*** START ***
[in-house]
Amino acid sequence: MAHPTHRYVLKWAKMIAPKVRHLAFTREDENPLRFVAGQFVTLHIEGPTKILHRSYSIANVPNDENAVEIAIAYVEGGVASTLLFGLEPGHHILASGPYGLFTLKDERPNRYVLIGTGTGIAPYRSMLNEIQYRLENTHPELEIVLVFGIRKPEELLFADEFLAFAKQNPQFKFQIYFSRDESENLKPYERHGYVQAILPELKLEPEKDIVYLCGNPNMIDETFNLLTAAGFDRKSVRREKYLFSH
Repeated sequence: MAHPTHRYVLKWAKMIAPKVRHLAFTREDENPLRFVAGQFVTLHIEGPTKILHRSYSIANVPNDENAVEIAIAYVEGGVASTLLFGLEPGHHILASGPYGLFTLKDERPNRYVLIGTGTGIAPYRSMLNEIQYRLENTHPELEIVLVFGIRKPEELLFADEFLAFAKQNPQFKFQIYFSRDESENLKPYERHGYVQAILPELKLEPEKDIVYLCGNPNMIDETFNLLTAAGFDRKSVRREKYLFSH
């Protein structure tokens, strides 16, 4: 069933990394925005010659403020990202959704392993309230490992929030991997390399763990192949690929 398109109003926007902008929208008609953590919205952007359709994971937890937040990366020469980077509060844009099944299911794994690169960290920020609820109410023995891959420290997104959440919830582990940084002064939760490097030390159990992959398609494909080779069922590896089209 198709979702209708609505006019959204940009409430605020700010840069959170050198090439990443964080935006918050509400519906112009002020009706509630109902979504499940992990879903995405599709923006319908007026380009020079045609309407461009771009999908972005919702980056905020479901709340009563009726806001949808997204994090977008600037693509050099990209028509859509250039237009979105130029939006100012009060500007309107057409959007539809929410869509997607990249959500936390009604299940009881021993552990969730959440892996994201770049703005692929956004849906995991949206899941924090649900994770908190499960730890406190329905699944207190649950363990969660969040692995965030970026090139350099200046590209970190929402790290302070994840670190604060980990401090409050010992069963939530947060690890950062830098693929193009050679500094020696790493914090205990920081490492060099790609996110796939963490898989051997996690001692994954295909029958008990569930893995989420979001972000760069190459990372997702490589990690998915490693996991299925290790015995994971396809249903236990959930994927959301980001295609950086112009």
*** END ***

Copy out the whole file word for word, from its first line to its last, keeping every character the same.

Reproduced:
[in-house]
Amino acid sequence: MAHPTHRYVLKWAKMIAPKVRHLAFTREDENPLRFVAGQFVTLHIEGPTKILHRSYSIANVPNDENAVEIAIAYVEGGVASTLLFGLEPGHHILASGPYGLFTLKDERPNRYVLIGTGTGIAPYRSMLNEIQYRLENTHPELEIVLVFGIRKPEELLFADEFLAFAKQNPQFKFQIYFSRDESENLKPYERHGYVQAILPELKLEPEKDIVYLCGNPNMIDETFNLLTAAGFDRKSVRREKYLFSH
Repeated sequence: MAHPTHRYVLKWAKMIAPKVRHLAFTREDENPLRFVAGQFVTLHIEGPTKILHRSYSIANVPNDENAVEIAIAYVEGGVASTLLFGLEPGHHILASGPYGLFTLKDERPNRYVLIGTGTGIAPYRSMLNEIQYRLENTHPELEIVLVFGIRKPEELLFADEFLAFAKQNPQFKFQIYFSRDESENLKPYERHGYVQAILPELKLEPEKDIVYLCGNPNMIDETFNLLTAAGFDRKSVRREKYLFSH
């Protein structure tokens, strides 16, 4: 069933990394925005010659403020990202959704392993309230490992929030991997390399763990192949690929 398109109003926007902008929208008609953590919205952007359709994971937890937040990366020469980077509060844009099944299911794994690169960290920020609820109410023995891959420290997104959440919830582990940084002064939760490097030390159990992959398609494909080779069922590896089209 198709979702209708609505006019959204940009409430605020700010840069959170050198090439990443964080935006918050509400519906112009002020009706509630109902979504499940992990879903995405599709923006319908007026380009020079045609309407461009771009999908972005919702980056905020479901709340009563009726806001949808997204994090977008600037693509050099990209028509859509250039237009979105130029939006100012009060500007309107057409959007539809929410869509997607990249959500936390009604299940009881021993552990969730959440892996994201770049703005692929956004849906995991949206899941924090649900994770908190499960730890406190329905699944207190649950363990969660969040692995965030970026090139350099200046590209970190929402790290302070994840670190604060980990401090409050010992069963939530947060690890950062830098693929193009050679500094020696790493914090205990920081490492060099790609996110796939963490898989051997996690001692994954295909029958008990569930893995989420979001972000760069190459990372997702490589990690998915490693996991299925290790015995994971396809249903236990959930994927959301980001295609950086112009």